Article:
Treatment Court finds success one choice at a time

Only those people closely associated with the Clinton County Treatment Court know of the real life successes and the failures of this program.

They don’t just include those who are addicted to drugs or alcohol; their families and friends can tell you some stories, we’re sure.

In this program, as in life, success is measured by choices … choices made by those who are lucky enough to earn enrollment.

The reality is, their choices either keep them alive, or kill them.

Yes. Kill them.

When it comes to drugs and alcohol, choices can kill.

We continue to be very impressed by this program, about which presiding Judge Michael Salisbury spoke at a Kiwanis Club of Lock Haven meeting on Thursday.

Here’s some of what he said:

r Honesty by program enrollees is Rule No. 1.

r “All you do must be based on honesty,” he tells enrollees.

r That rule is from all of the lies those addicted to drugs tell their family and friends so that they can continue to feed their addiction.

r And so court officials play a chess game with some of the defendants, whose “tricks we were not savvy to … but we’re learning.”

r Enrollees must stay away from people the court deems a danger of relapse to them.

r Officials thought they’d cap the program at 15 people; they’ve gone well beyond that because, as Salisbury said, “I just don’t have the heart to say ‘no.'”

r A graduate recently gave birth to a “clean” child … that is, one not affected by the mother’s drug habit. That is contrary to another case he mentioned whereby a newborn remained in the hospital for days due to the mother’s drug habits.

Graduates must, among other things:

r Demonstrate a commitment to treatment.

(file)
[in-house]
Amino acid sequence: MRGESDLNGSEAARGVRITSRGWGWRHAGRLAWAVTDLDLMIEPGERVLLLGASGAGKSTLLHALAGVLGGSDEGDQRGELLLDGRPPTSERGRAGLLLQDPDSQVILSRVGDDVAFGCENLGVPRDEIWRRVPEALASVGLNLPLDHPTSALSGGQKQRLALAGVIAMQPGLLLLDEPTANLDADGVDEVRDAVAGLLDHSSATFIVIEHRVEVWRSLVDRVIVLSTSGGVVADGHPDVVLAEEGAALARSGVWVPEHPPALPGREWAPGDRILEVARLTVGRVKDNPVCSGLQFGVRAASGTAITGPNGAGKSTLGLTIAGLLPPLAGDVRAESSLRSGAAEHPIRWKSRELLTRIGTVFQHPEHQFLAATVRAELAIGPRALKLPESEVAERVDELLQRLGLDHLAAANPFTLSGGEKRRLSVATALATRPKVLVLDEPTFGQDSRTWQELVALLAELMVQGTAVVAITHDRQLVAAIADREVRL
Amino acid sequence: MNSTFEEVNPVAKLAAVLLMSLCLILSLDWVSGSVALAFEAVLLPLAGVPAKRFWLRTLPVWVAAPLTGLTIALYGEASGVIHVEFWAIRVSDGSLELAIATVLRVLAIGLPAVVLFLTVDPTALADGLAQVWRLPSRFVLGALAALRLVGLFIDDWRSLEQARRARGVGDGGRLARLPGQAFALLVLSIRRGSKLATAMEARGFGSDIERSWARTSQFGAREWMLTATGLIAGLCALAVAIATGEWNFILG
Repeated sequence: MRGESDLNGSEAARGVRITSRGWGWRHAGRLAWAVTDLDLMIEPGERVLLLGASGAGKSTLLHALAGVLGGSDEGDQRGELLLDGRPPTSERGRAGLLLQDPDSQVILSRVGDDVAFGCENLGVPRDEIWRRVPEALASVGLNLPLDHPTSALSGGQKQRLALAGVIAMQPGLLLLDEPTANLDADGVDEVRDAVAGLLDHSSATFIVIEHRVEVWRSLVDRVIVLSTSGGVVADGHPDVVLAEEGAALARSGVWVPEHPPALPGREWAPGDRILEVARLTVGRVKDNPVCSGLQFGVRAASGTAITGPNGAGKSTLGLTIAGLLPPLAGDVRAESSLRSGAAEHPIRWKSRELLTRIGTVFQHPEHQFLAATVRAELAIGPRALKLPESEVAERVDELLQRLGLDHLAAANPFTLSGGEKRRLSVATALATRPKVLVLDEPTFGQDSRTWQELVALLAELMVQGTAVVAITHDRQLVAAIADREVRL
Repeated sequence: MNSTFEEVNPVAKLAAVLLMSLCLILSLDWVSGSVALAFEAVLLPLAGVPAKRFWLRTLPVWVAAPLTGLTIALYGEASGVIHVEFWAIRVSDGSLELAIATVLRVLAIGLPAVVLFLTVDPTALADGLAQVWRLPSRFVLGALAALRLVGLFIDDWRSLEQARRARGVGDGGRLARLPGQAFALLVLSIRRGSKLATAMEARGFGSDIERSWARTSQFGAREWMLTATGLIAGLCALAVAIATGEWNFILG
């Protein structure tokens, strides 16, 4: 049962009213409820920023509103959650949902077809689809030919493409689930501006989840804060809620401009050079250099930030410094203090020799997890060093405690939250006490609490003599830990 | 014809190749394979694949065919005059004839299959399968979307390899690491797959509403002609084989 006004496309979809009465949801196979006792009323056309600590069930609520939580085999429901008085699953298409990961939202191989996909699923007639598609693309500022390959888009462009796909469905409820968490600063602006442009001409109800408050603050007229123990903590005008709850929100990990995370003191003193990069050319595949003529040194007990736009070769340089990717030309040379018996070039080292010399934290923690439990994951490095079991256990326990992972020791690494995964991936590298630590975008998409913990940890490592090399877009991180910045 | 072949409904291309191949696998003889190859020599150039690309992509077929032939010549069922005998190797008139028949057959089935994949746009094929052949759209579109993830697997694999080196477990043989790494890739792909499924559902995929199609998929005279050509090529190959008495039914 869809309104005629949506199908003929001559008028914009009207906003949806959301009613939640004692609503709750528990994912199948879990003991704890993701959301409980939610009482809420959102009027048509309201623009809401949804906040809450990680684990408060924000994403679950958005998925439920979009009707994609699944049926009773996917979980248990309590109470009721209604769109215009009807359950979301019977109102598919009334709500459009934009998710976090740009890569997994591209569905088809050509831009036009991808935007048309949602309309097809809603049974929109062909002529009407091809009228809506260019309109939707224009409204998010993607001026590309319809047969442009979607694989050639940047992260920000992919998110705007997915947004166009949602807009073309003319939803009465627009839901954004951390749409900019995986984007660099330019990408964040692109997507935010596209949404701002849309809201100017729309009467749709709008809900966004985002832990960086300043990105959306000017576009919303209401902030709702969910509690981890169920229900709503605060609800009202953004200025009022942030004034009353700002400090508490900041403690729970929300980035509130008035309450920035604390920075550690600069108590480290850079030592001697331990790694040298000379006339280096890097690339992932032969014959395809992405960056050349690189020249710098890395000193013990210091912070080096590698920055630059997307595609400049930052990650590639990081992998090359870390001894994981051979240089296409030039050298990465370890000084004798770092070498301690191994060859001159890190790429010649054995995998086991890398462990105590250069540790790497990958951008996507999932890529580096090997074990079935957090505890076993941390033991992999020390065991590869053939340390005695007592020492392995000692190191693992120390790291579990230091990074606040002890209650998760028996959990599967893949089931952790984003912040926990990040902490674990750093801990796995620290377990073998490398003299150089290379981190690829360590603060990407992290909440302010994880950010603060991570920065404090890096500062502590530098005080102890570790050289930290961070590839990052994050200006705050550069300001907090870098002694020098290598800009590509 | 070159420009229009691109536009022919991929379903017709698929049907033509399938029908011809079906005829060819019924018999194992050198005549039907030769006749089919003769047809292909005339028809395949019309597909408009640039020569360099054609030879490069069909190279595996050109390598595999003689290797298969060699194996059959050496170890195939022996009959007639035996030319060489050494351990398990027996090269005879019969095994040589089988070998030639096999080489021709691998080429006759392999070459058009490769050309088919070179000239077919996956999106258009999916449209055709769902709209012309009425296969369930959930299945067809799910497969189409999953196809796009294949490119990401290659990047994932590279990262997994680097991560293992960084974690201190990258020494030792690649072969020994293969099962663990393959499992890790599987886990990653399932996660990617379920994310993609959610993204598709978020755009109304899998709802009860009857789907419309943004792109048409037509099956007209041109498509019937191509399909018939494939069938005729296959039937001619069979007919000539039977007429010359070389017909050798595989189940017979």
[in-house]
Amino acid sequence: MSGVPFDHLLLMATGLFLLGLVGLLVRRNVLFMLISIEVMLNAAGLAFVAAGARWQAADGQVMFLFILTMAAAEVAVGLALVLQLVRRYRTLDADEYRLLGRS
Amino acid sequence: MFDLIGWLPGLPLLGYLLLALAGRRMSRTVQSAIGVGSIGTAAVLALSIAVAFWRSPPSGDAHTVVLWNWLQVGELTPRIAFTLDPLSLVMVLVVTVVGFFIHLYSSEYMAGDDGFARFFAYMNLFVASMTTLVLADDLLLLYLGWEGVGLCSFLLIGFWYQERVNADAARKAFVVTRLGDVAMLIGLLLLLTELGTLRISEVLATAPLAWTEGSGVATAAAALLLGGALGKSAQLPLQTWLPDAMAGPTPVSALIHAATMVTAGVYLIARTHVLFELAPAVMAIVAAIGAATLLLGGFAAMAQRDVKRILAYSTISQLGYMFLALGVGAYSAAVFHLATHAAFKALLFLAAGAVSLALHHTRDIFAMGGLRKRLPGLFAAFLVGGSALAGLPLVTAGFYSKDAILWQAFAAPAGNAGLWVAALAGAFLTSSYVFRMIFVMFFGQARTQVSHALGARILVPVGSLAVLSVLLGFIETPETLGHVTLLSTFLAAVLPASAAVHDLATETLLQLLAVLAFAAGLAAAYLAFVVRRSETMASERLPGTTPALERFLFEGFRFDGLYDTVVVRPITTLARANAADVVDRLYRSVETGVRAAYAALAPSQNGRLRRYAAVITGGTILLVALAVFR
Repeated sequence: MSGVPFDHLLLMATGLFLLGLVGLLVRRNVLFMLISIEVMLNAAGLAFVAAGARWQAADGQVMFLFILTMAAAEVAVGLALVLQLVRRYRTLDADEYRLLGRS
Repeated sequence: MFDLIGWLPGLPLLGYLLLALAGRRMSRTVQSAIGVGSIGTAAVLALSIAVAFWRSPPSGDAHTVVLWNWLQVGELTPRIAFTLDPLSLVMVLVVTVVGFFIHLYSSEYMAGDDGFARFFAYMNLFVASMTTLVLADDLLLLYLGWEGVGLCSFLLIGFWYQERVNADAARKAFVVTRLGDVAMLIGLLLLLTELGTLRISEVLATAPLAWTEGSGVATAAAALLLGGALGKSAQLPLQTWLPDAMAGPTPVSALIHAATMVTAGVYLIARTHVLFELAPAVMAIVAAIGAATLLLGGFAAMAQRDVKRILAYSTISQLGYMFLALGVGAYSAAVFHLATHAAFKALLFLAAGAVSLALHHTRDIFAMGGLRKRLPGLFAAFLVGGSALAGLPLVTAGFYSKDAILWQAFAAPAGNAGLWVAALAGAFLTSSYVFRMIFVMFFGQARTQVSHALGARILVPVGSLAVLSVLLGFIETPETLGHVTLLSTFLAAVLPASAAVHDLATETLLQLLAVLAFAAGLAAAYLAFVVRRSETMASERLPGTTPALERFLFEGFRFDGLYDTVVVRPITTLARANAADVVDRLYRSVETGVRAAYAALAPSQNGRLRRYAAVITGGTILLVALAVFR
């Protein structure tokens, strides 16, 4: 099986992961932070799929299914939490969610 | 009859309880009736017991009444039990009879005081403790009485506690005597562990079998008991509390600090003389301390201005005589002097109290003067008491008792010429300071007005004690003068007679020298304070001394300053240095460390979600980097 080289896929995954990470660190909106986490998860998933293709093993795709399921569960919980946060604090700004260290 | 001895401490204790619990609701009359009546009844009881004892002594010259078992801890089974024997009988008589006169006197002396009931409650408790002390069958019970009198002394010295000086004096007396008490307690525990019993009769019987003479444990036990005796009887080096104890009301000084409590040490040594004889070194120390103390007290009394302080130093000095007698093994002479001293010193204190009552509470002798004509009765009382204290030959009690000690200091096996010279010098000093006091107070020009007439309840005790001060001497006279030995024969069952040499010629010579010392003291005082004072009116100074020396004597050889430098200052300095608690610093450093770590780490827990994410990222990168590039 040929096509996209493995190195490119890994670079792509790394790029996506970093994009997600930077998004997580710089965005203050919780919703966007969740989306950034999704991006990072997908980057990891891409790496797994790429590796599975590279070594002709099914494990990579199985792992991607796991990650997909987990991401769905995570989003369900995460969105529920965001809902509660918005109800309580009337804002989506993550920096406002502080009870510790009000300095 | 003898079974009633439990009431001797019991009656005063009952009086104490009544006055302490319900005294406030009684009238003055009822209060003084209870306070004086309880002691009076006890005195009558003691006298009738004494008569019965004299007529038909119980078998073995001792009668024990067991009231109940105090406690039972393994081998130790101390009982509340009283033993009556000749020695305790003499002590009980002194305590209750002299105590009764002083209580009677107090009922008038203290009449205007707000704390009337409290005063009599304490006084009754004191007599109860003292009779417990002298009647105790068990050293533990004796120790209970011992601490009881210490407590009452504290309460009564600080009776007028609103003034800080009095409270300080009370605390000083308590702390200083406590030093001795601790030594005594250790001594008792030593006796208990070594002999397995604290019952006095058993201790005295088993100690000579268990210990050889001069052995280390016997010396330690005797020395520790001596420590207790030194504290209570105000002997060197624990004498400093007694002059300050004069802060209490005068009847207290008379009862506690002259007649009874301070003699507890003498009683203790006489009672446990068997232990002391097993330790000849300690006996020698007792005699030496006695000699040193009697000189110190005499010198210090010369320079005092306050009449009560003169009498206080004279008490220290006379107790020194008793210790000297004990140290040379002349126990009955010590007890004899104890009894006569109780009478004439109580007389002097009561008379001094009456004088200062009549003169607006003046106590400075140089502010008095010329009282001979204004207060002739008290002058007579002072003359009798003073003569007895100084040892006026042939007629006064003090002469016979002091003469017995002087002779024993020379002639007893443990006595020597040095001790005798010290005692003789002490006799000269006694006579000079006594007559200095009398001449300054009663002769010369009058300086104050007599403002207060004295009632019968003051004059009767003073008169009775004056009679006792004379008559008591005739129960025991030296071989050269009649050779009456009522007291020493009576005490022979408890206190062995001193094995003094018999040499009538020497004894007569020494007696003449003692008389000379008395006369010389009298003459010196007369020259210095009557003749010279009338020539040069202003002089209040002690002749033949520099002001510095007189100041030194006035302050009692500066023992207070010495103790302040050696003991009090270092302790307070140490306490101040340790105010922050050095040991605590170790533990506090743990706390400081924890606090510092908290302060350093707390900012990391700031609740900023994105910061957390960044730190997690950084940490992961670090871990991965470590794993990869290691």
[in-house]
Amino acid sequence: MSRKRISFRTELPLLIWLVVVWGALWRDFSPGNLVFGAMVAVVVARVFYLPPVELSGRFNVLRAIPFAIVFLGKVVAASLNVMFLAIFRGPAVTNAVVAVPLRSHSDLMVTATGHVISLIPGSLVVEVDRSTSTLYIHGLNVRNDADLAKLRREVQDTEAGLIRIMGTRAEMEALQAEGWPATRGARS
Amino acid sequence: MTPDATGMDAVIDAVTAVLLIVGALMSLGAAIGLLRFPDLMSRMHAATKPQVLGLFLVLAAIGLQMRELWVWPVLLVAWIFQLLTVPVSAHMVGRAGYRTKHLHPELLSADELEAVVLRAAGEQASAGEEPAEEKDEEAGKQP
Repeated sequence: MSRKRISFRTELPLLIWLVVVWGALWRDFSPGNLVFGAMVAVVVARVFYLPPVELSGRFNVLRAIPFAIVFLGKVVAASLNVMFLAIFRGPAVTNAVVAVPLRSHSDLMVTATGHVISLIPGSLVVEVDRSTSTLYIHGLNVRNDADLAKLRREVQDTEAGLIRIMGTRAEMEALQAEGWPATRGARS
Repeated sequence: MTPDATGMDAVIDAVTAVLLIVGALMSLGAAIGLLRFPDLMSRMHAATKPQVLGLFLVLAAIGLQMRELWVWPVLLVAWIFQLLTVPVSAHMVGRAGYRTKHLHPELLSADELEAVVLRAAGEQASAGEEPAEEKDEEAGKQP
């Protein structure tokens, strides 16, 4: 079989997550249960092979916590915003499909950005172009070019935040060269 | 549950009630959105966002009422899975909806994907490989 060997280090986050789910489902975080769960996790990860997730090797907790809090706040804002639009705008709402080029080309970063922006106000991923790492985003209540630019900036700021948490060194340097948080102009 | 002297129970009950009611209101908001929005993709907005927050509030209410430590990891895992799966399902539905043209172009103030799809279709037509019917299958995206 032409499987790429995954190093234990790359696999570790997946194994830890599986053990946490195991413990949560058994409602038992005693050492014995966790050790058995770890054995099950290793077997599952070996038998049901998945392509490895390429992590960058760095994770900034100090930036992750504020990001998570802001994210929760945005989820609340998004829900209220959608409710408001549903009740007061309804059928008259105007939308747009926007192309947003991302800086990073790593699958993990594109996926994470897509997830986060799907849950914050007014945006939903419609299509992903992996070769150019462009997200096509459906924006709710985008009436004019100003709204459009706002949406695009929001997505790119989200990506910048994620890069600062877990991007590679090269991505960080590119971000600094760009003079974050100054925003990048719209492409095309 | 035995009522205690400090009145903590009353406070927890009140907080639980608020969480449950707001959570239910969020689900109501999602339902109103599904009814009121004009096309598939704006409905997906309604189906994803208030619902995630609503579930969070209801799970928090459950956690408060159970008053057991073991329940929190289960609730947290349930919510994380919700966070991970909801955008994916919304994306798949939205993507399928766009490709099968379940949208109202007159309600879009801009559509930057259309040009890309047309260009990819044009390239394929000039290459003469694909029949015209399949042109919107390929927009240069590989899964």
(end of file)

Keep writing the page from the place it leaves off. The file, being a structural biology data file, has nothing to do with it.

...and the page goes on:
r Earn a GED (general equivolency diploma) if they don’t have a high school diploma.

r Volunteer to work at least 90 days for a service group or charity.

r Have no unexcused absences for any court or treatment appointments, including NA or AA meetings.

r Have no program or criminal violations for at least six months.

r Be sober or drug free for at least six months, and remain in what the judge called an “after-care program” for at least one year after graduation.

The judge talked about how four people had been removed from the program recently and three more removals are pending.

In the last year, the program has conducted 348 urinalysis, with 19 being “positive” for drugs.

“That’s just 5 percent,” he noted.

Five clients have relapsed.

Program enrollees contributed 1,310 hours of community service.

The judge said Pennsylvania Supreme Court Justice Debra Todd just visited the county to learn more about the Veterans Court program — pretty much identical to the Treatment Court program, but it’s for military veterans who struggle with drugs or alcohol.

“She said she wants to come to the first Veterans Court graduation,” he relayed.

Finally, Judge Salisbury emphasized that he has no respect for any participants who show no respect. For those who are booted from the program, “I owe it (that decision) to the people who do what they have to do” to stay drug or alcohol free, to graduate and to live productive lives.

Bravo, Judge Salisbury, and all court employees who go above and beyond to help people realize that their lives do matter.

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